Jim Sturgess and Joseph Mawle in Philip Ridley's HeartlessHeartless is a dark tale of love, betrayal, faith, sin and chaos – but it is so much more than that. The Toronto After Dark Film Festival hosted the Toronto premiere of director Philip Ridley’s return to the screen after a 14-year hiatus. His previous films, The Passion of Darkly Noon and The Reflecting Skin, were critical successes and Ridley proves his absence did not weaken his remarkable abilities in the slightest.

Jamie Morgan (Jim Sturgess) was born with a disfiguring, heart-shaped birthmark across his face, making him an outcast in his rough East London neighbourhood. While wandering abandoned yards and empty streets taking photographs of the ruin, Jamie comes across a gang of thugs responsible for recent monstrous crimes. However, as his curiosity thrusts him closer to the danger, Jamie discovers the perpetrators are something more than human. He is eventually led into a Faustian deal that grants his deepest desire, but also sees him become a part of the terrifying chaos around him. The world Jamie thought was so meaningless and ugly is suddenly made important and beautiful, but the cost of such a transformation may prove too much for him in the end.

Ridley has an apt for dark and unusual. He manages to take a story with a relatively simple premise and create a narrative that continues to give from the opening to closing credits. The interpretations of the film and specific scenes in it are numerous. In discussion after the film, there were a variety of theories about the overall meaning of the film, the origins of certain characters, and even the reality of particular scenes. Ridley expertly constructed a film that promotes additional thought long after the houselights return.

A large part of what makes the film so captivating is the performances. Sturgess first charmed audiences in 2007’s Across the Universe, only to prove his dramatic depth in Fifty Dead Men Walking a year later. Here, his portrayal of a desperate young man presented with a seemingly simple solution to all his problems is riveting. Sturgess shines as Jamie struggles with the consequences of his actions and realizations about those around him. The deep emotions he experiences appear entirely genuine, making it is easy to feel for his character as he tries to regain control. Joseph Mawle’s depiction of the ambiguous Papa B is flawless, as his physical appearance and persuasive attitude achieve just the right effect. Additionally, Eddie Marsan’s cameo is very memorable as he injects an ample dose of humour into an otherwise bleak presentation.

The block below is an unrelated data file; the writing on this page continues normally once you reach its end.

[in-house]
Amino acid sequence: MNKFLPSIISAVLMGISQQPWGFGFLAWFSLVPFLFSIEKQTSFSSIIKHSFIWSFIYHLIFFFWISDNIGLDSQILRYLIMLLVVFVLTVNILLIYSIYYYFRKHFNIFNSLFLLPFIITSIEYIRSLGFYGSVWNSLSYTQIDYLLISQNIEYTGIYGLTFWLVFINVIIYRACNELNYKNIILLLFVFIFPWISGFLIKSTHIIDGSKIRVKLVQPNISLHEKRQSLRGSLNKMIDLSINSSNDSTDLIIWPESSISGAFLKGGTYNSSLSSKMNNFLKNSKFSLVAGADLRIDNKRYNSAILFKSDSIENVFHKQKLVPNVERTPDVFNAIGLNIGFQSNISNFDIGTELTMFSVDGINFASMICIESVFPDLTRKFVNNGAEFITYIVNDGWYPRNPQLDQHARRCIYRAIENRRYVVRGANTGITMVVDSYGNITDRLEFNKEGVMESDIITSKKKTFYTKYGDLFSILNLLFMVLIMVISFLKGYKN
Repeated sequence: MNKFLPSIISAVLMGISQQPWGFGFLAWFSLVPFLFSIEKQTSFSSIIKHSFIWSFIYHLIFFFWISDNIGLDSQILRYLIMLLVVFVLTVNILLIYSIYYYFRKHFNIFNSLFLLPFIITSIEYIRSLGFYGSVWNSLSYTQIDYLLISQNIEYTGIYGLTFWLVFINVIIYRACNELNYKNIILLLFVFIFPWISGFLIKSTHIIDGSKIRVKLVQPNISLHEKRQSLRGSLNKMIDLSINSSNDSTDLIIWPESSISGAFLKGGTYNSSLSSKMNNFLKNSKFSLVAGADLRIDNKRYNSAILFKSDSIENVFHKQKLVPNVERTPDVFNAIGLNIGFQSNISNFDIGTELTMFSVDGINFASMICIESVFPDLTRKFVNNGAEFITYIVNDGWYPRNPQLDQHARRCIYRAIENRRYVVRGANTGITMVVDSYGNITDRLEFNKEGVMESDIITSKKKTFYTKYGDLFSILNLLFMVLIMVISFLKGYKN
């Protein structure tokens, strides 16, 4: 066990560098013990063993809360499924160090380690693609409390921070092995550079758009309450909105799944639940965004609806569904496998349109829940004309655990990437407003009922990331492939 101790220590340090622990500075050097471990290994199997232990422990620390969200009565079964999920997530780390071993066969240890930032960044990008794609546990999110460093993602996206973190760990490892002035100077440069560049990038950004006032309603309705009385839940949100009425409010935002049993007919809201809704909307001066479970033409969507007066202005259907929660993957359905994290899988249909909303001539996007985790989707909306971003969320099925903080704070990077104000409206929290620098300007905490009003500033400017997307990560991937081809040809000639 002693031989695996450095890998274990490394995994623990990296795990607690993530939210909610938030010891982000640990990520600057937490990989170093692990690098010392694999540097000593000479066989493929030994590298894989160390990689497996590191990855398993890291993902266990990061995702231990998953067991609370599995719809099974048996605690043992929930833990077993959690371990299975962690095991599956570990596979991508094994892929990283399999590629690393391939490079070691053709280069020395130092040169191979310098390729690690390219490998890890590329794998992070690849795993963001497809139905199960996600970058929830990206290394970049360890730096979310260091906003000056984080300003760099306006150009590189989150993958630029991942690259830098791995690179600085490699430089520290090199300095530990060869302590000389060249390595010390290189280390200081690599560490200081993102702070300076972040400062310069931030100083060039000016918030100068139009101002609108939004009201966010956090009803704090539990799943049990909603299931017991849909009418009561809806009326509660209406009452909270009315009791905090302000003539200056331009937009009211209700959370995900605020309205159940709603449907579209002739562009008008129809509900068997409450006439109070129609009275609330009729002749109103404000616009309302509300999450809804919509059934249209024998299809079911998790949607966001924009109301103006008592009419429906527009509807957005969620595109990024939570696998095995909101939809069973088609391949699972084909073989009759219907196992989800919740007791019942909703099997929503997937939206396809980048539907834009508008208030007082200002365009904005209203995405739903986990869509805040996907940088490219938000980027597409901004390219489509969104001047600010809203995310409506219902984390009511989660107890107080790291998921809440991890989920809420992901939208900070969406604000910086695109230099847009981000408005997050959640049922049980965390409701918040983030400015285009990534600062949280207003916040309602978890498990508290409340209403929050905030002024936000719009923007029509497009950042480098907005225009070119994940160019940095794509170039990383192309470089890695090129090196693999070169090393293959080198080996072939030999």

The soundtrack is also a great contributor to the film’s impression. With lyrics composed by Ridley, the music acts as secondary dialogue foretelling the future of the characters and the film. As one song repeats “it’s about to get a lot darker,” it’s obvious nothing good is about to follow. On the other hand, some foreshadowing is simply placed in the dialogue; as when Jamie’s friend quotes Rainer Maria Rilke: “For beauty is nothing but the beginning of terror.” Thus Jamie’s wish cannot have a positive outcome.

The messages in the film are not subtle and their validity can be debated; but Ridley’s transcendent conveyance of all the ideas in the movie is undeniable.

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